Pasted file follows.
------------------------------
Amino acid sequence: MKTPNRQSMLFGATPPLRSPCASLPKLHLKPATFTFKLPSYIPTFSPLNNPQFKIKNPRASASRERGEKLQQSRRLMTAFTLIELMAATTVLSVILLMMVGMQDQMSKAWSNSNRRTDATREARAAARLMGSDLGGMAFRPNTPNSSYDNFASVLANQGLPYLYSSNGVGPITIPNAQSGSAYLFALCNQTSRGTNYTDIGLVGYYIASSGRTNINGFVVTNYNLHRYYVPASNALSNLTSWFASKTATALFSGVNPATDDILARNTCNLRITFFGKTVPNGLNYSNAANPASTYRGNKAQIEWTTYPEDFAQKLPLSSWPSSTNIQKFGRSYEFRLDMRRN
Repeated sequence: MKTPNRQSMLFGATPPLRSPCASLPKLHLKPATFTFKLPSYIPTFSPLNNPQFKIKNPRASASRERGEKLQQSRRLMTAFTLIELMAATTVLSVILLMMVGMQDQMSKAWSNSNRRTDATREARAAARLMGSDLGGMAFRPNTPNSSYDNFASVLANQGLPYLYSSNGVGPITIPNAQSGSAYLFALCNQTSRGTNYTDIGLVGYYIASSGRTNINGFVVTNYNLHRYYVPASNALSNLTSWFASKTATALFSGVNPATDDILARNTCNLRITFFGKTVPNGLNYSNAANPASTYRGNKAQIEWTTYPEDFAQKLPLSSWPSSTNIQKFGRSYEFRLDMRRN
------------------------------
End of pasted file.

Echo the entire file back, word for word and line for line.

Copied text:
Amino acid sequence: MKTPNRQSMLFGATPPLRSPCASLPKLHLKPATFTFKLPSYIPTFSPLNNPQFKIKNPRASASRERGEKLQQSRRLMTAFTLIELMAATTVLSVILLMMVGMQDQMSKAWSNSNRRTDATREARAAARLMGSDLGGMAFRPNTPNSSYDNFASVLANQGLPYLYSSNGVGPITIPNAQSGSAYLFALCNQTSRGTNYTDIGLVGYYIASSGRTNINGFVVTNYNLHRYYVPASNALSNLTSWFASKTATALFSGVNPATDDILARNTCNLRITFFGKTVPNGLNYSNAANPASTYRGNKAQIEWTTYPEDFAQKLPLSSWPSSTNIQKFGRSYEFRLDMRRN
Repeated sequence: MKTPNRQSMLFGATPPLRSPCASLPKLHLKPATFTFKLPSYIPTFSPLNNPQFKIKNPRASASRERGEKLQQSRRLMTAFTLIELMAATTVLSVILLMMVGMQDQMSKAWSNSNRRTDATREARAAARLMGSDLGGMAFRPNTPNSSYDNFASVLANQGLPYLYSSNGVGPITIPNAQSGSAYLFALCNQTSRGTNYTDIGLVGYYIASSGRTNINGFVVTNYNLHRYYVPASNALSNLTSWFASKTATALFSGVNPATDDILARNTCNLRITFFGKTVPNGLNYSNAANPASTYRGNKAQIEWTTYPEDFAQKLPLSSWPSSTNIQKFGRSYEFRLDMRRN